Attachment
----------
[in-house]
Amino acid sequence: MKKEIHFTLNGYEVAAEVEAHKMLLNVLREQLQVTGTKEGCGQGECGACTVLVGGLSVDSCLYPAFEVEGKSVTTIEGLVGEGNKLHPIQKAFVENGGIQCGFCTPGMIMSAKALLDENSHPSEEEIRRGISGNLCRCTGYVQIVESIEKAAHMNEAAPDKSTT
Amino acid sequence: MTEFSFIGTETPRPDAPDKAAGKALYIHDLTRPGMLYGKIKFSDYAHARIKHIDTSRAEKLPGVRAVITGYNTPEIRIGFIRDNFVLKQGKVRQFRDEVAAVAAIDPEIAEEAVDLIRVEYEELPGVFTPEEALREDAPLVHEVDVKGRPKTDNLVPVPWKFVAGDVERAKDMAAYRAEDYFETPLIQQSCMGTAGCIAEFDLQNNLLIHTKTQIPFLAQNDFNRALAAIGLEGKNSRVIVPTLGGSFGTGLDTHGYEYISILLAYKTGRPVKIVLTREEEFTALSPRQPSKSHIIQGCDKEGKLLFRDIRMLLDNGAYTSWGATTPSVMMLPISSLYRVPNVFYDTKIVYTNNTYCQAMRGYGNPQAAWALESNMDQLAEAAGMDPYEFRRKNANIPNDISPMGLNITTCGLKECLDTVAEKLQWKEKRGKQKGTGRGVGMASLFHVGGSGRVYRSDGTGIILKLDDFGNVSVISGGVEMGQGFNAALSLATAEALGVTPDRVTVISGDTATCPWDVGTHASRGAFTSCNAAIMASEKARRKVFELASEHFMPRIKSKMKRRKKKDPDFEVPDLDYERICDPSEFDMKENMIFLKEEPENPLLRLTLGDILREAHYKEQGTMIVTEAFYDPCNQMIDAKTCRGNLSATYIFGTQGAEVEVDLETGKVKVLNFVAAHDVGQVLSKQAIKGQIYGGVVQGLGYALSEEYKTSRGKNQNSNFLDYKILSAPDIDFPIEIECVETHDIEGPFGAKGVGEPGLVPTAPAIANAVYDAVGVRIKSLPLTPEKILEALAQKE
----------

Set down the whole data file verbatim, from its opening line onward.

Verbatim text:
[in-house]
Amino acid sequence: MKKEIHFTLNGYEVAAEVEAHKMLLNVLREQLQVTGTKEGCGQGECGACTVLVGGLSVDSCLYPAFEVEGKSVTTIEGLVGEGNKLHPIQKAFVENGGIQCGFCTPGMIMSAKALLDENSHPSEEEIRRGISGNLCRCTGYVQIVESIEKAAHMNEAAPDKSTT
Amino acid sequence: MTEFSFIGTETPRPDAPDKAAGKALYIHDLTRPGMLYGKIKFSDYAHARIKHIDTSRAEKLPGVRAVITGYNTPEIRIGFIRDNFVLKQGKVRQFRDEVAAVAAIDPEIAEEAVDLIRVEYEELPGVFTPEEALREDAPLVHEVDVKGRPKTDNLVPVPWKFVAGDVERAKDMAAYRAEDYFETPLIQQSCMGTAGCIAEFDLQNNLLIHTKTQIPFLAQNDFNRALAAIGLEGKNSRVIVPTLGGSFGTGLDTHGYEYISILLAYKTGRPVKIVLTREEEFTALSPRQPSKSHIIQGCDKEGKLLFRDIRMLLDNGAYTSWGATTPSVMMLPISSLYRVPNVFYDTKIVYTNNTYCQAMRGYGNPQAAWALESNMDQLAEAAGMDPYEFRRKNANIPNDISPMGLNITTCGLKECLDTVAEKLQWKEKRGKQKGTGRGVGMASLFHVGGSGRVYRSDGTGIILKLDDFGNVSVISGGVEMGQGFNAALSLATAEALGVTPDRVTVISGDTATCPWDVGTHASRGAFTSCNAAIMASEKARRKVFELASEHFMPRIKSKMKRRKKKDPDFEVPDLDYERICDPSEFDMKENMIFLKEEPENPLLRLTLGDILREAHYKEQGTMIVTEAFYDPCNQMIDAKTCRGNLSATYIFGTQGAEVEVDLETGKVKVLNFVAAHDVGQVLSKQAIKGQIYGGVVQGLGYALSEEYKTSRGKNQNSNFLDYKILSAPDIDFPIEIECVETHDIEGPFGAKGVGEPGLVPTAPAIANAVYDAVGVRIKSLPLTPEKILEALAQKE